Extrovert, 1999-2016

Extrovert being weighed in 2015.

Extrovert, our female Wandering Garter Snake, finally died overnight. She’d been declining for months and we’d been expecting this for quite some time. She last ate on March 23rd, which was not immediately a cause for concern (she’d gone off her food before, in 2011 and 2014, but her appetite came roaring back in each case). But as the skipped meals piled up it became increasingly clear that this was probably it. We kept offering her food, just in case, but in the end it was the end.

Extrovert came into my hands on May 12, 2000. She was a well-started juvenile by that point, which meant that she’d been born the year before. That made her 17 years old when she died. Now, 17 years is a magnificent age for a garter snake. Not unheard of, but certainly not typical. She’s outlasted any other garter snake we’ve had, and a good number of the other snakes, too. Only four have been in our care longer than her.

She arrived with another wandering garter, a male we named Introvert. We planned on breeding them, but because their species has a reputation for cannibalism they had to be kept in separate cages. Intro died in 2003 from a tapeworm infection, but they managed to breed once the year before, and on July 4, 2002, Extro had a litter of seven babies, six of which made it out of infancy. Compared to the litter of 42 Red-sided Garter Snakes we were also wrangling at the time, they were larger in size but fewer in number. They were in no particular hurry to start eating, but eventually took mice eagerly.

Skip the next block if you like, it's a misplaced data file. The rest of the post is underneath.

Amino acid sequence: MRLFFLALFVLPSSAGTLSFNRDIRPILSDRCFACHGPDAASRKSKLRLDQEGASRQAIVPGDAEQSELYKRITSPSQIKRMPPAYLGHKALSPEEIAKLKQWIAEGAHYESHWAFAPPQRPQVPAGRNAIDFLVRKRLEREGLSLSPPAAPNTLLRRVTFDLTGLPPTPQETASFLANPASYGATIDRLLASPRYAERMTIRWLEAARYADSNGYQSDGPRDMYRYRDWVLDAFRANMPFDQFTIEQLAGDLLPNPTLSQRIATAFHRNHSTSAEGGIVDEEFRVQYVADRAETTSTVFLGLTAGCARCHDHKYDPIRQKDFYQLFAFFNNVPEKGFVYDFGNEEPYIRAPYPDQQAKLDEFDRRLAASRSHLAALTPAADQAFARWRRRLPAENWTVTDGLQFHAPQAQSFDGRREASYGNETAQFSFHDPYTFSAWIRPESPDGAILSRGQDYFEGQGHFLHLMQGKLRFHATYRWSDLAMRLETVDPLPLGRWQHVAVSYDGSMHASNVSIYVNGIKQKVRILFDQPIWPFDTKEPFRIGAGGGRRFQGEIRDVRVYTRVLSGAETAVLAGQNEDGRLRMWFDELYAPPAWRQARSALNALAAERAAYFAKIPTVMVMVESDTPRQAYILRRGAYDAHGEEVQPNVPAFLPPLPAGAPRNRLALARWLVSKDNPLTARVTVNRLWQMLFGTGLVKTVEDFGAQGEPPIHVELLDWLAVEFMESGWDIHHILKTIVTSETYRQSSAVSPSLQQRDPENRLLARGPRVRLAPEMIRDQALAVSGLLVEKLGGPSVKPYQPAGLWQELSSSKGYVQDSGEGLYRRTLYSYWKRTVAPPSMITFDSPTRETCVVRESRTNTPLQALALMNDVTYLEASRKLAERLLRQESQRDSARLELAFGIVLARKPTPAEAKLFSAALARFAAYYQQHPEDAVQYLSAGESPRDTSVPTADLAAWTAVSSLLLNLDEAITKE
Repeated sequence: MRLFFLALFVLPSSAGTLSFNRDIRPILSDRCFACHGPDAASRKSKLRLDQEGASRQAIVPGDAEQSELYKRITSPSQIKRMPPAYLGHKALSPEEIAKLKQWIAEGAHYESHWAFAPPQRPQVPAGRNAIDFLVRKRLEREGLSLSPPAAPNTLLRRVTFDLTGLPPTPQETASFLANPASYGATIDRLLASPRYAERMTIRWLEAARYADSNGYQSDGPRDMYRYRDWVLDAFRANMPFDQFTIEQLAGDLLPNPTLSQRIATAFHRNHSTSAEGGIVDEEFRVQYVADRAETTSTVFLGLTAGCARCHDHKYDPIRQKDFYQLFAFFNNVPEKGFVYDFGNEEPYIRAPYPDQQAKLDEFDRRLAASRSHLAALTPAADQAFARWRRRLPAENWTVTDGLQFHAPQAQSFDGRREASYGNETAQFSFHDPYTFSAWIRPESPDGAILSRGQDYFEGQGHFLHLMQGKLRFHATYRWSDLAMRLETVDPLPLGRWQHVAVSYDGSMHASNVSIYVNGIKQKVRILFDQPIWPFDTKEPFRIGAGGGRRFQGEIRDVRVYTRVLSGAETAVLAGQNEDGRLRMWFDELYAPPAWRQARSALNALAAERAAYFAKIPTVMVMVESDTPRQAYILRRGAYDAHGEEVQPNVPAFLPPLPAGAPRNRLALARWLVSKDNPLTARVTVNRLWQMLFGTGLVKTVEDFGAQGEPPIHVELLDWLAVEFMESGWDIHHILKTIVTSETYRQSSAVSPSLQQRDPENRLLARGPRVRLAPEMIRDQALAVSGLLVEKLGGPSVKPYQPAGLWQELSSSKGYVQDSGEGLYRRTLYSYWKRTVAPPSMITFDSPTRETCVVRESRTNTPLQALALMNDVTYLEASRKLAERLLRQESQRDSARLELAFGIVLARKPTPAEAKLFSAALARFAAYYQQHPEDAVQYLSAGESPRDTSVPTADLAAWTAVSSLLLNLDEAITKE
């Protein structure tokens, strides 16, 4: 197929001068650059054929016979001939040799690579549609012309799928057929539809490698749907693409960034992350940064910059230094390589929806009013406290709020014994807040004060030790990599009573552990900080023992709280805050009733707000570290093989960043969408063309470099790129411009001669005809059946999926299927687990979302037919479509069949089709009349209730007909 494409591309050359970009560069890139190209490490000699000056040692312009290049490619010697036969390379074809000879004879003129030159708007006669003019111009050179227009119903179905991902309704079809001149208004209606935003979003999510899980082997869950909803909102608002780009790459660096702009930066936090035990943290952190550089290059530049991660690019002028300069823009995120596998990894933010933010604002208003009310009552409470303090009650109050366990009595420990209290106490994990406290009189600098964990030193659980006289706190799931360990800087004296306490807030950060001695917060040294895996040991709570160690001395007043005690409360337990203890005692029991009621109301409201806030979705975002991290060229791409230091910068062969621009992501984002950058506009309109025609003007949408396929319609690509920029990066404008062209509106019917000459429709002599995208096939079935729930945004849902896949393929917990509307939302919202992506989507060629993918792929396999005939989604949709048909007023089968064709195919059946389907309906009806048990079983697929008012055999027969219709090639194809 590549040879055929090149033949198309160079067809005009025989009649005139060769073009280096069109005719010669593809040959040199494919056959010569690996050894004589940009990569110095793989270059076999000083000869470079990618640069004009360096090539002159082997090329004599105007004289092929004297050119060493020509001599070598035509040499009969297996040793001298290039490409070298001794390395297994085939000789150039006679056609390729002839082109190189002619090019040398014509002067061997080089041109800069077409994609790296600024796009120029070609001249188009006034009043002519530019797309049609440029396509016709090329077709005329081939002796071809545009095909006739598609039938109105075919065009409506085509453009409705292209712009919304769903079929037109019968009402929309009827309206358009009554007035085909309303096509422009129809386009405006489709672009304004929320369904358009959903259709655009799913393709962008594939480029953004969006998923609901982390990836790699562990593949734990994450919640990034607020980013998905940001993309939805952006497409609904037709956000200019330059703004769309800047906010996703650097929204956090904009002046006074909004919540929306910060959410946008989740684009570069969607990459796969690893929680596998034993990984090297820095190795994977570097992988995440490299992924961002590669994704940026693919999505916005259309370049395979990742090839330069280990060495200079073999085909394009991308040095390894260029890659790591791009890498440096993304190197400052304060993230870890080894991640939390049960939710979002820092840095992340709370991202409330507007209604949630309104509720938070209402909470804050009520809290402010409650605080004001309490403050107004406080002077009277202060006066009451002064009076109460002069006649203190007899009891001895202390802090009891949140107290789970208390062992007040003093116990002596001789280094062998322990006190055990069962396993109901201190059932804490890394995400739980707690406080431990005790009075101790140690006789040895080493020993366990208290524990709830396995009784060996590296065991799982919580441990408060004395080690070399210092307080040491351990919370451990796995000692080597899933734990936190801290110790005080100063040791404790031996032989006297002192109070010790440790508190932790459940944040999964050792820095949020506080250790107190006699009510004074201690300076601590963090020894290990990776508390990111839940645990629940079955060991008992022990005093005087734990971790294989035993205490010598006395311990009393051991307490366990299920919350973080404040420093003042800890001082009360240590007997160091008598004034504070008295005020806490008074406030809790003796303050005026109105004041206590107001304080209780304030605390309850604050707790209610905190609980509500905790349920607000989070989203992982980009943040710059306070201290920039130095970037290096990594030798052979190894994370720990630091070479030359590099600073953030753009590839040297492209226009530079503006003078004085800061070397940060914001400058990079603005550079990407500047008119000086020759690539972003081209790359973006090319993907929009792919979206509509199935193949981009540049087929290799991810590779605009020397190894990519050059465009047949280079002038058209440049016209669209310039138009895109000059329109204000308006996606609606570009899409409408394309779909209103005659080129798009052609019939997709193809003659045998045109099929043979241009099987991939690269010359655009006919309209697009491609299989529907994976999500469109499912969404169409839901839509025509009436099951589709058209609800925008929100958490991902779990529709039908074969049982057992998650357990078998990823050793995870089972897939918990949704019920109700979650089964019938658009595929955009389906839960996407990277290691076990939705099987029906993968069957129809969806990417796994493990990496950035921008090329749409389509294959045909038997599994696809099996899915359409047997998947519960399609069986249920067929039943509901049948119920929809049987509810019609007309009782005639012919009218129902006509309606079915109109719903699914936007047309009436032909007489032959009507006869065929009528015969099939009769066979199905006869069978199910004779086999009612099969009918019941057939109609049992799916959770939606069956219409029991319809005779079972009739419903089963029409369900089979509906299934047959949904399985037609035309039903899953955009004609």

Finding homes for those babies took rather longer. Wandering Garter Snakes aren’t terribly popular with reptile hobbyists, largely because they’re garter snakes and they’re drab, which make two strikes against them. I always thought very highly of them, because they were so interesting: they were strong, and they had voracious appetites (at least most of the time).

They were also surprisingly gentle—I say surprisingly because people who’ve encountered wandering garters in the wild have not always enjoyed the experience. Extrovert did bite Jennifer on two occasions, but in each case the snake had been startled, so it’s excusable. Me she never bit at all. And she was used in presentations and handled and seen by hundreds of kids. Because Wandering Garter Snakes are a western snake—in Canada they’re found in B.C., Alberta and Saskatchewan—her educational utility here was pretty limited. All the same, she was a sweetheart.

Snakes aren’t cats, and while I’m terribly fond of them, I’m not at all devastated by this. As I wrote back in 2007, “while I have to admit that there is a stronger emotional bond with a cat than, say, a corn snake, I’m still affected when I lose a reptile. Even if I’m not affected as much.” My primary feeling, I said back then, was responsibility rather than grief: “I have a duty to ensure their health and, inasmuch as their little reptile brains can comprehend it, their happiness. When they die, I feel as though I’ve fucked up, even if they’re dead from natural causes or old age.”

Except that back then old age really hadn’t played much of a factor: I didn’t know what I was talking about. When a snake dies of old age—and Extrovert lived to a grand old age—I find an absence of guilt more than anything else. She was a snake we were happy to look after, we did not screw up her care, and she was with us longer than I could have anticipated. I’m okay.